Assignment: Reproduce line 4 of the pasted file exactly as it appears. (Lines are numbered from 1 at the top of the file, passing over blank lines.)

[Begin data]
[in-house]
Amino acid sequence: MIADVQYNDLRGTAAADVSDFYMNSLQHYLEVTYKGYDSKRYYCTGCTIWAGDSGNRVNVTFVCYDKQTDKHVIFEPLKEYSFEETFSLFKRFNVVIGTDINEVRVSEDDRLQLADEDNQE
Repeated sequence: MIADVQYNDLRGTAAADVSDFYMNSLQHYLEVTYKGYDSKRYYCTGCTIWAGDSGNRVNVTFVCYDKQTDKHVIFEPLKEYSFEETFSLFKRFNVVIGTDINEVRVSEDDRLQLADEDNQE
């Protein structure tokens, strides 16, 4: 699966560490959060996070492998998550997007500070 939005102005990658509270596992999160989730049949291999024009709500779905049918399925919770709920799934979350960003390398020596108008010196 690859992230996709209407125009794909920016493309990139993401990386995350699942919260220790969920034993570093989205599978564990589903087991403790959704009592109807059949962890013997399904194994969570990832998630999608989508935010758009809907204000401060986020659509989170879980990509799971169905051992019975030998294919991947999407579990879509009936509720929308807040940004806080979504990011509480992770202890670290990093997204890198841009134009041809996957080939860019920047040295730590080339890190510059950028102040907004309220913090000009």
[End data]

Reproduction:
């Protein structure tokens, strides 16, 4: 699966560490959060996070492998998550997007500070 939005102005990658509270596992999160989730049949291999024009709500779905049918399925919770709920799934979350960003390398020596108008010196 690859992230996709209407125009794909920016493309990139993401990386995350699942919260220790969920034993570093989205599978564990589903087991403790959704009592109807059949962890013997399904194994969570990832998630999608989508935010758009809907204000401060986020659509989170879980990509799971169905051992019975030998294919991947999407579990879509009936509720929308807040940004806080979504990011509480992770202890670290990093997204890198841009134009041809996957080939860019920047040295730590080339890190510059950028102040907004309220913090000009």